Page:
Marilyn Monroe filmed the lost nude scene to please the public, is ‘furious’ on her last day in life, book claims



Marilyn Monroe’s lost nude scene is found

Marilyn Monroe filmed in a spicy scene to please the public, the book claims.

When Marilyn Monroe filmed her last completed movie, 1961’s “The Misfits,” she chose to strip down opposite Clark Gable — a scene that director John Huston decided not to.

But 57 years later, the blonde bombshell’s infamous nude scene, which many believed was destroyed, has brought to light.

Charles Casillo, who wrote a book about Hollywood’s most iconic sex-symbol with the title “Marilyn Monroe: The Private Life of a Public Icon” tracked down some of the last living people who befriended Monroe, before she died in 1962 at 36.

During his research, the author arranged an interview with Curtice Taylor, the son of the producer of the movie, Frank Taylor. It was then that the 71-year-old turned out to be the searched images is stored in a file cabinet since his father died in 1999 at age 83.

“[Curtice Taylor] was a child when ‘The Misfits’ was created, and he was on the set,” Casillo told Fox News. “He knew that Marilyn a little bit… So I was interviewing him about. While we were talking, he just casually mentioned that he was the famous nude scene that people thought was destroyed, that was long speculated about.

“He said it so casually, I don’t think he realized what it was… I knew it was something special, and I was very excited about it. It was one of the things that I was not able to discover for the book.”

Marilyn Monroe, the filming of “The Misfits” opposite Clark Gable.


“The Misfits”, which was written by Monroe’s then-husband, playwright Arthur Miller, told the story of a divorced woman who falls for an over-the-hill cowboy who is struggling to his lifestyle. The love scene is called for Monroe to be in bed as Façade runs into the bedroom to kiss her. But the actress had an idea to heat things up.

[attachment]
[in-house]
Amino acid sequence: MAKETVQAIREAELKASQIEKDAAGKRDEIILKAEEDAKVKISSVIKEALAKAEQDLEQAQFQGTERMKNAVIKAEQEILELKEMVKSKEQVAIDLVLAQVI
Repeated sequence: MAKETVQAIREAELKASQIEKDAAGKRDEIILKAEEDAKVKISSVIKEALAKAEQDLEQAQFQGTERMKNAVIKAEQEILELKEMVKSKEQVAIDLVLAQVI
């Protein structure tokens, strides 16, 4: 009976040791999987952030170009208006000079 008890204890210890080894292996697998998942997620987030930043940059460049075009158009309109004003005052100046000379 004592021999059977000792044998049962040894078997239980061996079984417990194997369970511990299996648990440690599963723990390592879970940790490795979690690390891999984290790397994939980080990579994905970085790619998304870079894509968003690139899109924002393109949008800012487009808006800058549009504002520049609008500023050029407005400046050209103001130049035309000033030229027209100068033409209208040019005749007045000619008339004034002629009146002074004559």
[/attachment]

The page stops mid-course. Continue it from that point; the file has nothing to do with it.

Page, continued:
“In one take, she let the sheet drop,” described Casillo. “Marilyn Monroe was so insecure. She always wanted people for her. The one thing that they’re rock solid, with her lack of confidence, she knew that her body was pleasing to the people, that people love watching her, and people like to look at her body.”

However, Huston was not seduced by a naked Monroe. In spite of Miller, Taylor, and the Facade to insist that Monroe’s take would break new ground for the film, Huston found it too distracting. The scene ended on the cutting room floor.

Marilyn Monroe on her way to sing “Happy Birthday” for President John F. Kennedy.

(Private collection of Charles Casillo)

“The film was made in 1960,” stresses Casillo. “It would have ushered in everything that was going to happen in the late ’60’s with nudity, and the fall of censorship.

“But John Huston … had the last word. He decided not to keep the scene in. He used a different take. The producer, Frank Taylor, thought that it was so groundbreaking and extraordinary that a major mainstream actress would do that, he saved it.”

Casillo added that Curtice is “very, very cautious” with the images, which is in mint condition and includes sound. Taylor, who was still hopeful the scene would be the final cut, had it fully edited and ready for viewing.

Marilyn Monroe’s turbulent childhood, the cause of the star to be very insecure over the years.


“We don’t know for sure if it will ever be released,” admitted Casillo. “But with the amount of the interest in Marilyn Monroe… I can’t say how, where or when, but it will not be kept under wraps forever. In one way or another, in a certain way, this will be seen.”

Monroe never got the chance to see the stars of the first nude scene in a major American film. In 1961, she and Miller called it quits. Monroe, who struggles with a crippling depression, anxiety and low self-esteem, was under the round-the-clock care of a psychiatrist.

It was reported that around this time the actress had also struggled with substance abuse, as well as physical ailments, such as endometriosis, which resulted in a public miscarriage during her marriage to Miller.

Marilyn Monroe filming “Something’s got to Give.”

(Private collection of Charles Casillo)